Justification of Criminal Behaviour, but F.U.B.A.R. made it seem like time was flying this year when they dropped the absolutely crushing Lead Us to War. It's a Large Hadron Collider of an album that slams together particles of grindcore and power violence into a universe-shattering big bang of sonic violence. The band never intended to wait this long between albums, but it's a paltry price to pay for an album this crushing.
And it's not like F.U.B.A.R. have been sitting at home twiddling their thumbs for the better part of a decade either. The Dutch band has been steadily dropping split releases, jumping in the van for the occasional tour and generally just taking life as it comes.
"Well … working on a full length got pushed back a couple of times over the last years," bassist Bas said. "It seemed like there were always offers and ideas for split releases. We did a couple of tours, some kids were born, some physical wear and tear here and there (we don’t get any younger you know). We had some delay."
Part of the delay was that F.U.B.A.R. make a clear distinction between how they write to fill a single side of a 7-inch and how they pace and plan a full length record. And anyone who's put on Lead Us to War will appreciate their thoughtfulness.
"To do splits is much easier," Bas said. "For a split 7-inch you need, well, five to seven songs. For a split LP you need 10 to 15 song. But for a full length you need up to 20 or 25 songs depending on the running time. Also we hold on to the belief that a 7-inch is meant for seven minutes of all or nothing. These songs are more easy to write compared to longer songs with different structures etc., which we think we need on a full length with a running time of, well, close to half an hour to keep things interesting."
The current crappy state of the world gave F.U.B.A.R. plenty of lyrical fodder to fill that half an hour as well, Bas said. While F.U.B.A.R. plot firmly in the middle of the current wave of political grindcore, there's something about the way the band divvies up the lyrics between three vocalists that gives them an honesty and a sincerity that's lacking in a lot of other bands that puke out pro forma political rants.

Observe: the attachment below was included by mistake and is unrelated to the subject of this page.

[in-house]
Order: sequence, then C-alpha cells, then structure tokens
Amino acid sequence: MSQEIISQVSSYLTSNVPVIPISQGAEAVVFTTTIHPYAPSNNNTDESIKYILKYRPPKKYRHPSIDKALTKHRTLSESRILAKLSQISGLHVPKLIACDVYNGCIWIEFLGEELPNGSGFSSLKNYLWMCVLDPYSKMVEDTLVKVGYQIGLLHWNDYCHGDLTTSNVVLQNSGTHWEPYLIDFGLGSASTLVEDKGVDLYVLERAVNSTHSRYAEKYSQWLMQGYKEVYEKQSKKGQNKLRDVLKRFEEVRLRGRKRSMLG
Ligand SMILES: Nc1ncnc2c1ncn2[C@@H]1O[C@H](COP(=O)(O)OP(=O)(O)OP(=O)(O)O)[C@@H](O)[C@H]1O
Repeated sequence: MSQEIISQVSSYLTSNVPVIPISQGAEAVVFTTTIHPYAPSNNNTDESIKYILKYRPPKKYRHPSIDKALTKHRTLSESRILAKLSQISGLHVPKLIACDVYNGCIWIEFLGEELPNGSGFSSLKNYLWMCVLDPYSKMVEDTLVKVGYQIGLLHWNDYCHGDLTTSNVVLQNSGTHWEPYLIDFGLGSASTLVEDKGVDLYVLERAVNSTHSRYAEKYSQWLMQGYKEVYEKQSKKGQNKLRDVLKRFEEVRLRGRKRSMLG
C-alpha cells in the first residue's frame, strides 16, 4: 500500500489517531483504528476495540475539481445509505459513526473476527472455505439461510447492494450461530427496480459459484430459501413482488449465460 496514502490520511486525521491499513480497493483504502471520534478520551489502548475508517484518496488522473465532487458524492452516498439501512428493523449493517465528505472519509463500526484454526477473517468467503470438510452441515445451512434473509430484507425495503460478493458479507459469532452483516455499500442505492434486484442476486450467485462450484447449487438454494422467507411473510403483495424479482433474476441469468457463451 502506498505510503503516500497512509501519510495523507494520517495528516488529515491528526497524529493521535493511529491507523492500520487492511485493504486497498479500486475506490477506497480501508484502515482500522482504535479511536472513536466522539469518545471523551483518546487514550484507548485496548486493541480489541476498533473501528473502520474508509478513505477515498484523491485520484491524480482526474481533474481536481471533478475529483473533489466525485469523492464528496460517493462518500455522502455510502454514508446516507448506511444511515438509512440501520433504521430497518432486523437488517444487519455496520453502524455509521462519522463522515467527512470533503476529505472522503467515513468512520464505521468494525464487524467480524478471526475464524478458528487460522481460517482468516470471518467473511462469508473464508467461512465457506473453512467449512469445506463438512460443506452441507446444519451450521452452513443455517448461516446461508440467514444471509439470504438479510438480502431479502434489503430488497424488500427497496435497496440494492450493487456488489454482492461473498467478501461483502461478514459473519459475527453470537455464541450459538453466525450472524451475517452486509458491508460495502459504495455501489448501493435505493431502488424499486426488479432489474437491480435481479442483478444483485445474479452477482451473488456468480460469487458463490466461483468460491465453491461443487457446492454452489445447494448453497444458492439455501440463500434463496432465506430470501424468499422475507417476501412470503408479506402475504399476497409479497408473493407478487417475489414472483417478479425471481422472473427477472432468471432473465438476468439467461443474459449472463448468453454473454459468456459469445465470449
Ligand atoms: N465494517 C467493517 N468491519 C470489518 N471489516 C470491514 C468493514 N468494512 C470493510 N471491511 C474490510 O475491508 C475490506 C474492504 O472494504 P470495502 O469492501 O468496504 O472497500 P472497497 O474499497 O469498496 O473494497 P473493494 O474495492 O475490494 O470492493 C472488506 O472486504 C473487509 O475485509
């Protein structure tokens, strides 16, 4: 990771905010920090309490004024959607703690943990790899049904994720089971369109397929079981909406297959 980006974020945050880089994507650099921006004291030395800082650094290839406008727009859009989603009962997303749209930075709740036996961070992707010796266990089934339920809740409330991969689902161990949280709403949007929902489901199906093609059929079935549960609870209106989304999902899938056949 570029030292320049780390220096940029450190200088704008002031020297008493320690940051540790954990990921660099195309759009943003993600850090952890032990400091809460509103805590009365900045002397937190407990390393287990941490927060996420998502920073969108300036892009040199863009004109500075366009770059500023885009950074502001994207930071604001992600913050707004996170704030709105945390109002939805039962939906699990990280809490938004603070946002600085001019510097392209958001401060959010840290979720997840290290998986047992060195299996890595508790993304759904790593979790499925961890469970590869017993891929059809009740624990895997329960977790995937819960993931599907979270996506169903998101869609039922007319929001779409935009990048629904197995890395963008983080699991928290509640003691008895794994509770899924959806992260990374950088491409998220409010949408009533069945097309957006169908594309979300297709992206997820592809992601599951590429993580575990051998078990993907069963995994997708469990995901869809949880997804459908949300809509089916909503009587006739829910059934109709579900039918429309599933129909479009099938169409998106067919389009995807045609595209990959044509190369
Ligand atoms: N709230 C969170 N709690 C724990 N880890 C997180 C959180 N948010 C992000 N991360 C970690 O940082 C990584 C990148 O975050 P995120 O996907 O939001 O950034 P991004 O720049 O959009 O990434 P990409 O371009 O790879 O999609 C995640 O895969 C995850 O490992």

Speaking of ranting: "We write about what keeps us busy, worries us, what makes our minds boil with rage and fury and make us spew our anger in big chucks to those who try to force their sugar coated happy colored lies and hatred and prejudices down our throats every day in TV commercials, and happy faced game shows hosted by perfectly shaped females who try to sell us what we don’t need in the name of consumption and give insecure children a reason to start developing eating disorders, lying politicians, soap stars and other scum that should be dismantled," Bas said. "And we try to translate this into sound."
One of the things I love most about Lead Us to War is just how freaking gigantic it sounds. It's a throwback to the mid-90s when I was really getting into grind and bands like Phobia and Excruciating Terror were dropping albums with huge guitar tones. To get that titanic sound, F.U.B.A.R. turned to producer J.B. Van der Wal, bassist for Dr. Doom, another band that knows something about sounding gigantic. Bas said F.U.B.A.R. knew he would be someone who could make sure the album didn't come out "too controlled."
"We really wanted to record with JB," he said. "We all know the productions JB did and, we were looking forward to record with him. He does the job very well. [F.U.B.A.R. vocalist] Luc is a good friend of JB, so it was an easy set up. The whole recording process was very relaxed. For us it could not have been better and were more than happy with the result. JB is a dude who knows his craft and knows how to make a record sound the way it should sound."
While seven years may have been a bit of a wait for Lead Us to War, Bas said the band is already working on follow up material, but nothing has been pinned down for sure yet. Until then, we'll just have to wait patiently to see where F.U.B.A.R. lead us next.